Elie Wiesel was a 15 year old Jewish boy when his entire family was moved to a concentration camp. At the camp, Elie goes through many mortifying and earth shattering trials that test him. One of his trials was his relationship with God. At first, Elie had great faith in God, but later on he starts to doubt God's power, and near the end of the memoir he no longer believes God had any power to help. Originally, Elie had unquestionable faith in God.
His father dies and Elie is going to remember him forever as the man who sacrificed everything he had left for young Elie.Thanks to his father, Elie learned to take care of someone and how to survive by himself. You're family is going to be there for you, they are your blood and that bond between you all cannot be
Forced to live in horrible conditions with hardly any food, Eliezer ceased to pray, and began to believe God had no sense of justice. Not long after, Elie and his father were moved to another camp where conditions were just as bad. Elie’s experience at this camp was dehumanizing. He was beaten and saw things no human should have to see.
Elie loses his family, suffered through considerable hardship, and lived through the worst time in humanity. Through Elie’s time in the concentration camps, he is exposed to the loss of his family and suffering that lead to the destruction of his religion, his identity, and his faith in humanity. Eventually, Elie would turn his suffering into motivation to
Elie had undergone an immense amount of pain albeit the fact that many think of WW2 but don’t mind much of it’s events. Elie’s only crime was that he belived in a religion which was down looked. A culture which was insulted. Comparatively, born to a targeted ethnicity. His only crime was that he was Jewish.
After Eliezer Is separated from both his mother and his sisters at the concentration camp Auschwitz, he and his father are left with only one another. Before Elie and his father become prisoners, they do not spend much time around each other. Elie is focused on his religious studies and spends most of his time In the synagogue while his father attends community matters. However, once they become prisoners and enter the concentration camps, Elie and his father become inseparable. Their relationship improves, and the two essentially live for one another.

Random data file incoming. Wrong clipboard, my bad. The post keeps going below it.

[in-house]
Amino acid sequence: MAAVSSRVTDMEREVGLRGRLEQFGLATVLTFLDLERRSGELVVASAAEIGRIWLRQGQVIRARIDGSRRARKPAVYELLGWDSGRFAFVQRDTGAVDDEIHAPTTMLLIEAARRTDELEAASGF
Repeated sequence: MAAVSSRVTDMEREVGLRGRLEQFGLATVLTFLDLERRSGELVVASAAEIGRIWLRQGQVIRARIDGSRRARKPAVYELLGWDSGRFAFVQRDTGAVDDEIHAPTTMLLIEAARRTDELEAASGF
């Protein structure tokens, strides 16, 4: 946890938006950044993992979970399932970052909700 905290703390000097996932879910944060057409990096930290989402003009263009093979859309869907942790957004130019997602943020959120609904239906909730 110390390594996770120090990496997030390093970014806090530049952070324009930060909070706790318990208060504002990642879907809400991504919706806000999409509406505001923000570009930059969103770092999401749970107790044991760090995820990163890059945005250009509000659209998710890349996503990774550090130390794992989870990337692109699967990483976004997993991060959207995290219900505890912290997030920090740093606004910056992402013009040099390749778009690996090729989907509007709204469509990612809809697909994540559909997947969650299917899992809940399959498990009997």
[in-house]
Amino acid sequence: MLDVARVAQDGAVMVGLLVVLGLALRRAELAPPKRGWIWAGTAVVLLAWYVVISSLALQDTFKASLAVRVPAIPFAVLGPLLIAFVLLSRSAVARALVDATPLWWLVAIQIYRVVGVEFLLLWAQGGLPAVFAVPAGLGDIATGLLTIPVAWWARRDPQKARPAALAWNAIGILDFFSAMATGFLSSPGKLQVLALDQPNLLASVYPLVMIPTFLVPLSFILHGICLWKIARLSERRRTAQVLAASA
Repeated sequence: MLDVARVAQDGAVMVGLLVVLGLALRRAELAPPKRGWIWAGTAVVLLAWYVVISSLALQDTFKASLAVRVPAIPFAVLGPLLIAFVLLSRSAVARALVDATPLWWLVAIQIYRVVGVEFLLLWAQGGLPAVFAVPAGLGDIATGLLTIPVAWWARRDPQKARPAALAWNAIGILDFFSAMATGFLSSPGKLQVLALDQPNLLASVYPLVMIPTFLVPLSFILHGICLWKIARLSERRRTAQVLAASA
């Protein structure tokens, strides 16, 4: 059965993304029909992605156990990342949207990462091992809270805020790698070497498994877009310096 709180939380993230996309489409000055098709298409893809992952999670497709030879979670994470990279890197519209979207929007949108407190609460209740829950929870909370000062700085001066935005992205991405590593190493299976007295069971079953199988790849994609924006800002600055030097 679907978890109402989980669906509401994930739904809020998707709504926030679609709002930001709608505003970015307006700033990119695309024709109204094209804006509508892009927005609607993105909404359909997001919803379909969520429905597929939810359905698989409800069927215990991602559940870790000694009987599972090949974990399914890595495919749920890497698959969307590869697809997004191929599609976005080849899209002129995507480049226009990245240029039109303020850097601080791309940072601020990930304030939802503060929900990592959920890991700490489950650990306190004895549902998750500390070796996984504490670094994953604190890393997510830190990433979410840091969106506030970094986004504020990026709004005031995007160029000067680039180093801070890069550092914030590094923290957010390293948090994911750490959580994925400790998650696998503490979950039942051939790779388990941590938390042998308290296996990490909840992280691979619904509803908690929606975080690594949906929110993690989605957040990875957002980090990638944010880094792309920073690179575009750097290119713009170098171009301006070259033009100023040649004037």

Elie was a very religious person, and wants to study the Talmud. Elie cries over the synagogues being destroyed every night, then what happened to that faith? During the holidays in camp, Elie questions his faith in god. He does not believe that his people should be suffering for no reason. “ Praised be thy Holy Name, for having chosen us to be slaughtered on Thine altar?” (Pg.67) This quote contained the device of imagery.
Elie also saw more horrific things done to others by Nazis that he had questioned the kindness in all people. Jeanne witnessed more of social injustice and was just extremely disappointed in her country, but she really did not see anything that would lead her to believe that all people have a monster inside them. Between the experiences of both Elie and Jeanne, it seems that Elie had lost the most belief in humanity, because of the great amount of oppression that he faced from the Axis powers in Germany. “Suddenly the evidence
The cruelty and hardships Elie experiences brings forth a distrust in humanity. During Elie’s first exposure to the anti-Semitic movement, “all he [feels is] pity”(Wiesel 7). Eli’s reaction exemplifies his progressive severance of relationships to prolong his illusions of hope. Within the “hermetically sealed cattle car”, Elie encounters the “shattered” Mrs. Schachter (24). The insane woman highlights the Jews disgust towards the somewhat inevitable insanity they face.